Balkans Flare-Up Highlights Risk of Other European Conflicts

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NATO and the European Union scrambled to calm tensions between Kosovo and Serbia after a weekend flare-up that some politicians and experts fear could be used by Russia to spark more instability in Europe.

On Sunday, NATO forces tasked with securing Kosovo threatened to intervene to prevent a bureaucratic dispute over cross-border trade from escalating beyond a war of words between Kosovo and Serbia. Kosovar authorities said shots were fired Sunday during a standoff between Kosovar police and ethnic Serbs near the Serbian border but no one was hit.

Kosovo, once part of Serbia, declared independence in 2008 following a brief and bloody conflict that ended after the North Atlantic Treaty Organization bombarded Serbia to compel its forces to retreat from its former province. Friction between the two continues to run deep, especially in northern Kosovo, which is mainly populated by ethnic Serbs and is largely outside the control of Kosovar government in Pristina.

A renewed conflict between the two neighbors could test the EU’s ability to manage a fresh crisis after the Russian invasion of Ukraine has already stretched Europe’s capacity to handle security challenges, experts said.

Nearly 4,000 NATO troops are stationed in Kosovo, a U.S. ally, under a United Nations mandate, while Serbia cooperates closely with Russia and shares deep cultural and religious ties with Moscow. The spokesman for the NATO forces there said on Sunday that they were ready to intervene “if security was jeopardized.”

Russia will support Serbia but wouldn’t get involved in a conflict, a Kremlin spokesman told Russian state media.

Kosovo police patrolling a road on Monday in Zupce, Kosovo.



The weekend’s unrest erupted after ethnic Serbs blocked roads in northern Kosovo on Sunday in protest over a requirement to use Kosovar car license plates and documents.

Prime Minister

Albin Kurti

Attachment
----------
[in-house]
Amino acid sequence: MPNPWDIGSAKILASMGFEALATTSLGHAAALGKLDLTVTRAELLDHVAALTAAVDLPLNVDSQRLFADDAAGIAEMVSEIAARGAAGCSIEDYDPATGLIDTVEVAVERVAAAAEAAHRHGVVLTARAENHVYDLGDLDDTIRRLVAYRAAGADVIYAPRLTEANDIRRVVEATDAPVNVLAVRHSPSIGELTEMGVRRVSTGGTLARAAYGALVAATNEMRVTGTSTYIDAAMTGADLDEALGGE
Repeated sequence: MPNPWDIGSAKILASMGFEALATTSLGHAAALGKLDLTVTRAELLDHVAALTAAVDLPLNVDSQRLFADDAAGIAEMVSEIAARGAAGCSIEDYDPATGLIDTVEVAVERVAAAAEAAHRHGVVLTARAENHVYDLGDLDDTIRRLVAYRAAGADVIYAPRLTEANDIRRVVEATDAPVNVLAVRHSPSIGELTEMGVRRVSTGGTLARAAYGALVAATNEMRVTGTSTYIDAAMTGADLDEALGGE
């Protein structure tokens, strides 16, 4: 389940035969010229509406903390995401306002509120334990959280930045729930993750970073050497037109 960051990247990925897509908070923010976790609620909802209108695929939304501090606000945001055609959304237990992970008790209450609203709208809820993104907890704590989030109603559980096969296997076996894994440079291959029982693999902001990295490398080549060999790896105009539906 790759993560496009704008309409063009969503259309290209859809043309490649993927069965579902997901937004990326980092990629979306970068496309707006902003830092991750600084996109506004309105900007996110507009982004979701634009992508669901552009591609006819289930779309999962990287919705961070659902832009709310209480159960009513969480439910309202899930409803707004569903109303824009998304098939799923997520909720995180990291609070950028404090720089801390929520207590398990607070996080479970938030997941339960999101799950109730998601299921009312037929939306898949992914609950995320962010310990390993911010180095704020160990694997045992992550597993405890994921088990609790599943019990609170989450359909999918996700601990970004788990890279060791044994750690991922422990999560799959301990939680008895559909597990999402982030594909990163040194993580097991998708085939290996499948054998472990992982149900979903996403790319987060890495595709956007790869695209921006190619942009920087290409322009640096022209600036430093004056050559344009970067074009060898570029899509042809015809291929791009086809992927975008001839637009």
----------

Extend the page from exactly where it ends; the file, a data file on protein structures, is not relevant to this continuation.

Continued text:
of Kosovo blamed the tension on what he called “illegal structures” from Serbia that he said were deliberately stirring trouble in his country.

Serbian President

Aleksandar Vucic

told reporters on Sunday that, “We will plead for peace, but I’ll tell you right away: there will be no surrender and Serbia will win.”

The standoff was defused late on Sunday, when Mr. Kurti agreed to postpone the administrative changes at the border, which would be imposed by Kosovo as part of a reciprocal agreement with Serbia, for a month, following a deal brokered by EU’s chief diplomat

Josep Borrell.

“Open issues should be addressed through EU-facilitated Dialogue,” Mr. Borrell tweeted Sunday.

The dispute is part of a simmering conflict between Belgrade and Pristina across a range of issues. The Trump administration was the latest U.S. government to attempt to broker a comprehensive agreement between the two parties, but a tentative deal was abandoned after all three countries elected new leadership.

Serbia’s bid to join the EU has been largely derailed by its inability to resolve the dispute with its neighbor, a prerequisite for a closer relationship with the bloc. And while the U.S. and most Western nations recognize Kosovo, others contending with their own separatist movements, such as Spain, have refused to do so. Significantly, Russia and China side with Serbia, blocking Kosovo’s admission to the UN.

The seemingly minor cause of the latest conflict reflects the volatility of the relations between the two countries as even small administrative changes are seen as a question of sovereignty, said Ivan Vejvoda, a permanent fellow of the Institute for Human Sciences, a Vienna-based think tank focusing on the region.

The EU has long struggled to pacify the west Balkan region, which is surrounded by members of the trade bloc, and a failure to integrate it could lead to conflict and foreign powers such as Russia and China exploiting the vacuum, Mr. Vejvoda said.

“Russia seeks to show the weakness of the EU and the West in their inability to integrate western Balkans,” Mr. Vejvoda said. “Failing to do so is a security risk for Europe.”

Many observers have questioned the EU’s ability to permanently defuse tensions in the region without a more active involvement by the U.S., which has in recent years shifted its focus away from Europe.

Western Balkan nations were all part of Yugoslavia, which collapsed in a series of bloody civil wars in the 1990s that were only stopped following a series of U.S.-led military interventions.

“It’s now crystal clear to all…that Kosovo and Serbia need a U.S.-led dialogue for mutual recognition and final peace, after EU’s continuous failure to bridge the two countries to a common denominator,” said Meliza Haradinaj, a former foreign minister of Kosovo.

Neighboring  Bosnia and Herzegovina and North Macedonia also have a history of ethnic conflict that has the potential to reignite, according to Gerald Knaus, chairman of the European Stability Initiative, a pan-European think tank.

Bosnia and Herzegovina is divided among the Bosniak, Serb and Croat communities. The area dominated by ethnic-Serbs, known as Republic of Srpska, has in recent years welcomed an increased Russian involvement, including major investments by oligarchs close to the Kremlin.

Write to Bojan Pancevski at

Corrections & Amplifications
The EU’s chief diplomat is Josep Borrell. An earlier version of this article misspelled his last name once as Borell. (Corrected on Aug. 1)

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